Source #4) Political jokes. I don’t suppose you’ve noticed how every time folks want to dehumanize or degrade a female political figure, people start projecting S&M onto them. Just Google Image search “Sarah Palin dominatrix” or “Hillary Clinton dominatrix”. You might also enjoy I Fucked Ann Coulter In The Ass, Hard (note: that link includes some serious explicit degradation fantasy action, so don’t read it unless you’re prepared for that).

I admit it: I laughed at some of the jokes in the Coulter piece. I did! But it’s still kinda creepy, and more importantly, it still exemplifies my point.

Source #5) Fiction. Ever watch “Men In Black 2″? I just saw part of it recently; remember how the villainess wears a leather corset and fights with an implement that looks suspiciously like a whip? Yeah. How about that show “Legend of the Seeker“, in which the villainess runs around in black leather and dominates the hapless hero to her evil will? Yeah. These wouldn’t be so bad if there were also lots of film examples of dominatrix types who aren’t Bad Evil Women Who Must Be Stopped, but … there aren’t. (I’ve heard of exactly one: Lady Heather from CSI, who got a CineKink award in 2009 for being a great sex-positive example.)

And at least dominatrixes are visible. Non-female doms, submissives of all genders, and switches basically don’t exist, at least according to popular culture. Unless you count abusers and abused, of course. As the incredible BDSM dominant and blogger Trinity once wrote, “what all the stories like this about D/s-y romance taught me was … ‘If you be your dominant self, you will never be happy. Dominance is for the villains, and the villains are always either vanquished or voluntarily give up what’s presented as their only chance for companionship because they realize they can never be themselves without doing harm.’”

Although there’s a surprising (and wonderful) amount of pro-SM fantasy and science fiction out there, mainstream literature pathologizes kink to hell and back. I recently read Judy Blume’s adult novel Summer Sisters, and I wish I still had the book with me, because there was a bit at the end that I’d love to quote explicitly: basically a Female, Hysterical, Disturbed character asks her husband to hurt her in bed; he, being a Good And Decent Guy, is bothered by the request and worries about what’s going wrong. Soon after that, she abandons her young child and runs away for a life of Damaged, Miserable, Irresponsible Hedonism.

And then there’s Mary Gaitskill, supreme exemplar. I confess, I’ve got a soft spot for Gaitskill, because when I was coming into my BDSM identity one of the first books I read was Bad Behavior (which includes the short story that inspired the movie “Secretary” — a very different story, let me tell you, and one that ends very differently from the film). And in those days, when I was miserable and confused and horrified by my desires, I loved Gaitskill’s work because it expressed my ambivalence very well. But recently, when I’ve read Gaitskill I’ve sadly noticed that she does the same thing as Judy Blume: she portrays BDSM as something alienated, lost, and sad. I was able to relate to her writing when I considered myself “broken”, but it didn’t help me learn to feel whole.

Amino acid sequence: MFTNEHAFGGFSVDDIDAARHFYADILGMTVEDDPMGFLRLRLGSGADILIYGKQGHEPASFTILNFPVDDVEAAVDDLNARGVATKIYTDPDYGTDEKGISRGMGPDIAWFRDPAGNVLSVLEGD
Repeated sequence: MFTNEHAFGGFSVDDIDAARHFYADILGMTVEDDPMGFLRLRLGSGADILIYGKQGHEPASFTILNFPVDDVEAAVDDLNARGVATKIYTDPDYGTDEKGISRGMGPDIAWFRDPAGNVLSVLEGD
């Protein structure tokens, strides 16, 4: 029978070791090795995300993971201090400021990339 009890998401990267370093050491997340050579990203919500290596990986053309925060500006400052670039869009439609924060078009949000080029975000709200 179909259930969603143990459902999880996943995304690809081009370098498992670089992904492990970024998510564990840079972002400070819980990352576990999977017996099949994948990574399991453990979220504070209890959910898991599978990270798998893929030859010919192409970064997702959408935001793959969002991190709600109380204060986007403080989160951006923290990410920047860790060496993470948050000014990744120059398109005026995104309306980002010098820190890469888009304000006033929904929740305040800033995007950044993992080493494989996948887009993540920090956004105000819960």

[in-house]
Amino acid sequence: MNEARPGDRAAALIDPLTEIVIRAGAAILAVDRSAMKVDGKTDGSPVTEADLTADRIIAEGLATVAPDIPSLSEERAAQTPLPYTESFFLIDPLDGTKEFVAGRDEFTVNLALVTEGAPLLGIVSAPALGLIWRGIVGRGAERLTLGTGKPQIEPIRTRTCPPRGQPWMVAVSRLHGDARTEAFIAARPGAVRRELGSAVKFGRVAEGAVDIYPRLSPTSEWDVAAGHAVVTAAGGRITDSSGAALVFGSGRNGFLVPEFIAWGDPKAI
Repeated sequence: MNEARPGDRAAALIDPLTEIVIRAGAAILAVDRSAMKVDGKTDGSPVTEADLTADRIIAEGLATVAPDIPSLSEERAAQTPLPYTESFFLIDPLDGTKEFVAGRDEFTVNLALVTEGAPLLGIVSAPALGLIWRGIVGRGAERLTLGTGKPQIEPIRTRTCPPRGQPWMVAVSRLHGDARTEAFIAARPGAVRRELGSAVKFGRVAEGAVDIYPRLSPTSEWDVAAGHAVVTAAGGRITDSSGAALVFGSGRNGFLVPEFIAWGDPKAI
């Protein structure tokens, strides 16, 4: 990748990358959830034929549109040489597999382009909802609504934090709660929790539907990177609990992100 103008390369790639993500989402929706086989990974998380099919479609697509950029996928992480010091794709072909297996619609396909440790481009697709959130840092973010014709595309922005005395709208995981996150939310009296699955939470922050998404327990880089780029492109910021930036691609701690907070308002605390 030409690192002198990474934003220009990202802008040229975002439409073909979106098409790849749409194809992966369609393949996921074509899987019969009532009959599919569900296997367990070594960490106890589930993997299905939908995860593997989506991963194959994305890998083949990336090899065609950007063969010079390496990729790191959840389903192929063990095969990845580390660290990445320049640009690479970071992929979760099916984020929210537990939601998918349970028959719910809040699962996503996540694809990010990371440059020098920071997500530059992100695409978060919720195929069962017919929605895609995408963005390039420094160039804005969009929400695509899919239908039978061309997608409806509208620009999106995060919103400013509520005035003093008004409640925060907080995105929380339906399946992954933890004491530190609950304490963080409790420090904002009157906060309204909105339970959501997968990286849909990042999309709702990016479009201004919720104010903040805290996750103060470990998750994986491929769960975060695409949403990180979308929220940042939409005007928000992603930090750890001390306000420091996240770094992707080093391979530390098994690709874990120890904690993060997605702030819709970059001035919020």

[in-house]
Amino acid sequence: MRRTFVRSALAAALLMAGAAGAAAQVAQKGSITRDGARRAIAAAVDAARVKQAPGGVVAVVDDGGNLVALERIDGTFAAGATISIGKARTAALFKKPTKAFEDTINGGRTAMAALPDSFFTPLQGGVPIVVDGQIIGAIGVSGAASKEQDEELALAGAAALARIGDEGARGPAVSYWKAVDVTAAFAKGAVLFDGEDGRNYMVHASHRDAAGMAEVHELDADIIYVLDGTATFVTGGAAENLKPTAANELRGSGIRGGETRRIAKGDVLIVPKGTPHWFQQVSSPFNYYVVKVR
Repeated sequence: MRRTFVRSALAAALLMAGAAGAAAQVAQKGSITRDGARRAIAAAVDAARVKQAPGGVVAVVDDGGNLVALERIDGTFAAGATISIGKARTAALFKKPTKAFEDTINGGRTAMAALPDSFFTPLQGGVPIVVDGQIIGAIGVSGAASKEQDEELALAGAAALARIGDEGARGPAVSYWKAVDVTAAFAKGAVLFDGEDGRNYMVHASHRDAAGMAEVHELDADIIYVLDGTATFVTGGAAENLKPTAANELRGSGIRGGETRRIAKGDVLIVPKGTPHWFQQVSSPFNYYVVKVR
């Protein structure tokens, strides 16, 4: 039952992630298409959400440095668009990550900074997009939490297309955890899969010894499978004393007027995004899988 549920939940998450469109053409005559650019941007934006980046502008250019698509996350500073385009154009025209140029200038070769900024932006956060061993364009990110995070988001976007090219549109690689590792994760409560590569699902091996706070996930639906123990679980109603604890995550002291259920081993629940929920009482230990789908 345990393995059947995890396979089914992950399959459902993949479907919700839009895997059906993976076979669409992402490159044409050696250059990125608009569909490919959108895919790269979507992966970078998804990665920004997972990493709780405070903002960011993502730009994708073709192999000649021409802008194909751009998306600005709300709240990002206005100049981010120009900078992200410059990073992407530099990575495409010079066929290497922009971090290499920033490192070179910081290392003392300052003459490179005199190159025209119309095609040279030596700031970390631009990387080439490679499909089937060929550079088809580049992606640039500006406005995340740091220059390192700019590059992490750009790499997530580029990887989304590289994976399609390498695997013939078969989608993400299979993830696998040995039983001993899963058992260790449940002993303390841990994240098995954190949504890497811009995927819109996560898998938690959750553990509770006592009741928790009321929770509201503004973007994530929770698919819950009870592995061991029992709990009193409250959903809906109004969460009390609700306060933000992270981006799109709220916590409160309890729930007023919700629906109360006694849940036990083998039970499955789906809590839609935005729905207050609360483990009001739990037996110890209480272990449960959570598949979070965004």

The Lessons. So now, what are the lessons we draw from BDSM stereotypes? Well, there are a lot — female dominatrixes are the enemy, sadists ought to kill themselves, etc. — but the most obvious is the abuse thing. As Freud, Alice Schwarzer, Nancy Friday, and tons of others have said or implied: “everyone knows” that kinksters wouldn’t be into kink we weren’t traumatized. This stereotype is not only emotionally difficult for people like me to come to terms with; it contributes to serious social problems for kinksters like sex activist maymay, who recently fielded scary accusations of pedophilia from the Salvation Army.

Given all this, you’ll forgive me if I don’t believe that there’s No Such Thing As Negative BDSM Stereotypes. There is an obvious need for art, sex education, and social norms that don’t portray S&M negatively. (Not to mention other kinds of stigmatized consensual sexuality such as sex work, etc.) I’ve got some posts coming up on How We Can All Contribute, but you probably already know the basics! Speak up, if you can, when you hear negative viewpoints; accept others’ sexuality without judgment; and if you yourself are a kinkster, reassure yourself that you are totally fine and awesome. Reassure yourself that it’s consent, not stereotypes, that really matter.

For super-shiny extra credit, those of you who — like me — enjoy thinking about concepts like “privilege” and “oppression” will love this old post from Renegade Evolution: Vanilla Privilege.

(Posted at Clarisse Thorn)